Philosophy Lexicon of Arguments

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Literally true: a theory can only be literally true when its terms may not be re-interpreted in a given situation. On the other hand, a reinterpretation can make some theories and laws applicable to special cases, without being true or false.
 
Author Item Excerpt Meta data
Cartwright, Nancy
 
Books on Amazon
Literal Truth I 65
literally / Fraassen / Cartwright: e.g. laws, which may not be followed literally: e.g. Onsager law for the combination of causes, cross effect - problem: they must always be interpreted in an arbitrary manner - solution / Cartwright: nature should be described with many phenomenological laws that are tailored to individual situations, not by first principles - I 77 / Cartwright not literally: explanatory laws - literally: causal laws (only those are t / f) -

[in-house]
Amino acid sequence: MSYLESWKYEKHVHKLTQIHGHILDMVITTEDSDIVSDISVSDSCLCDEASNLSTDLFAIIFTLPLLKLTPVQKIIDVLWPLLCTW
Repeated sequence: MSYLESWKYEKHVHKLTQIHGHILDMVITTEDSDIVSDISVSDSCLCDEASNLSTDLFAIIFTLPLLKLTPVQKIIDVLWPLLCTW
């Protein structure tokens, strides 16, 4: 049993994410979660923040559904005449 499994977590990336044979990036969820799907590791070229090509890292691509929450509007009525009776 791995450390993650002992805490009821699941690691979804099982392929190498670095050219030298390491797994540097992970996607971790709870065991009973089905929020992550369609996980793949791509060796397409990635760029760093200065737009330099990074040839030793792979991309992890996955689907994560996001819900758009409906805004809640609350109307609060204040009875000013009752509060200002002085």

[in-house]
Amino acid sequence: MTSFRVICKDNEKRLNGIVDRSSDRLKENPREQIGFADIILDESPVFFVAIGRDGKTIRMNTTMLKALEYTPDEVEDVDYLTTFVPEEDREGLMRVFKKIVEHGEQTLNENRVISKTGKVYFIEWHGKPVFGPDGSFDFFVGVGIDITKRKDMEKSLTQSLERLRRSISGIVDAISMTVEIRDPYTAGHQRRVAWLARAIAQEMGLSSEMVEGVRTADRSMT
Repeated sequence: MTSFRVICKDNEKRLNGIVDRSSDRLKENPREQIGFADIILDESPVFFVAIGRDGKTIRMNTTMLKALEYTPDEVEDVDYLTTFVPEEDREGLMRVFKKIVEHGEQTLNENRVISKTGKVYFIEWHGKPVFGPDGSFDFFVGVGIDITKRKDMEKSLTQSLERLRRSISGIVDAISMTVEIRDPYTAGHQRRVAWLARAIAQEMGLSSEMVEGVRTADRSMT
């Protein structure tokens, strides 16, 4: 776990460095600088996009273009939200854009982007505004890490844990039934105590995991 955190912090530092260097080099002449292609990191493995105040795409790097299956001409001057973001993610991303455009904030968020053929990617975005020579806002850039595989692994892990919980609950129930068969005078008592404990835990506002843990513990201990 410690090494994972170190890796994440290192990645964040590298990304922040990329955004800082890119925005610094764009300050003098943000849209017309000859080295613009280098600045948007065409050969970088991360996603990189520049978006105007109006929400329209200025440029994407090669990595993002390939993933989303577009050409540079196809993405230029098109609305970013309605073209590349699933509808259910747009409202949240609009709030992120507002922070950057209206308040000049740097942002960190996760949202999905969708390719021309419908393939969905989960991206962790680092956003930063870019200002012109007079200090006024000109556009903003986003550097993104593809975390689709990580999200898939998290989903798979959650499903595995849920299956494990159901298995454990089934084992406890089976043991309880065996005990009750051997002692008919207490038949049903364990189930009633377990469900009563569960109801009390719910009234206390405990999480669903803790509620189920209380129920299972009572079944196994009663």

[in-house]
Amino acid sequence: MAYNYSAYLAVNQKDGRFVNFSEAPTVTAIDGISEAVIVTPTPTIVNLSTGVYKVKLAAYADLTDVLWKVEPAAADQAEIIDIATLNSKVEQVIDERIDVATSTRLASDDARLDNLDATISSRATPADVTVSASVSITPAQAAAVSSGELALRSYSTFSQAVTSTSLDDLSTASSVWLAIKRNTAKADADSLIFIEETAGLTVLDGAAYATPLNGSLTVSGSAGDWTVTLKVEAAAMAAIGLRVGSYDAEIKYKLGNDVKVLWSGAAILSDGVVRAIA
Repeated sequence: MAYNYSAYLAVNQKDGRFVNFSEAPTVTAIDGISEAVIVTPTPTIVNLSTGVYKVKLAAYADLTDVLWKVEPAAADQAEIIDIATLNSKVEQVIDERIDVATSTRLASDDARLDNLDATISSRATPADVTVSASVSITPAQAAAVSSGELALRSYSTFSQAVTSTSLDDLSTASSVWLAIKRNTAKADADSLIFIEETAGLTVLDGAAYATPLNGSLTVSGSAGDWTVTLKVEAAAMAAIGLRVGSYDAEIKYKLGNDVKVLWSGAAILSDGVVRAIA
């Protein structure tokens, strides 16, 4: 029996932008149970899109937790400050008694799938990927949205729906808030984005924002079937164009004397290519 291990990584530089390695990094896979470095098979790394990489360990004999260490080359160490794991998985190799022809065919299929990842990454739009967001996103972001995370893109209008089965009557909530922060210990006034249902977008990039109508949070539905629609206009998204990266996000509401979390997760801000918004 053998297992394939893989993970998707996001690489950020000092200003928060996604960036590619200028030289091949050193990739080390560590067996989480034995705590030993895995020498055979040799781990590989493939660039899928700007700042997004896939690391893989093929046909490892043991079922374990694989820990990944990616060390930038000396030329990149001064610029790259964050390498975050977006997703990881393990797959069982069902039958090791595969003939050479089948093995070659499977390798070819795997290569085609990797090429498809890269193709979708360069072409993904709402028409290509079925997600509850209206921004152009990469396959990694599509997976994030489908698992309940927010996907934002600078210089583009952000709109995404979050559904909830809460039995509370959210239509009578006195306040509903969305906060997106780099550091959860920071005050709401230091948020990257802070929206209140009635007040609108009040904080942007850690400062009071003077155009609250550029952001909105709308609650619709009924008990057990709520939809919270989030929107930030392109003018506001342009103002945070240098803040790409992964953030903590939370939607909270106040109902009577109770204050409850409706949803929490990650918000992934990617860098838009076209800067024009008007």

Car I
N. Cartwright
How the laws of physics lie Oxford New York 1983


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Ed. Martin Schulz, access date 2017-03-27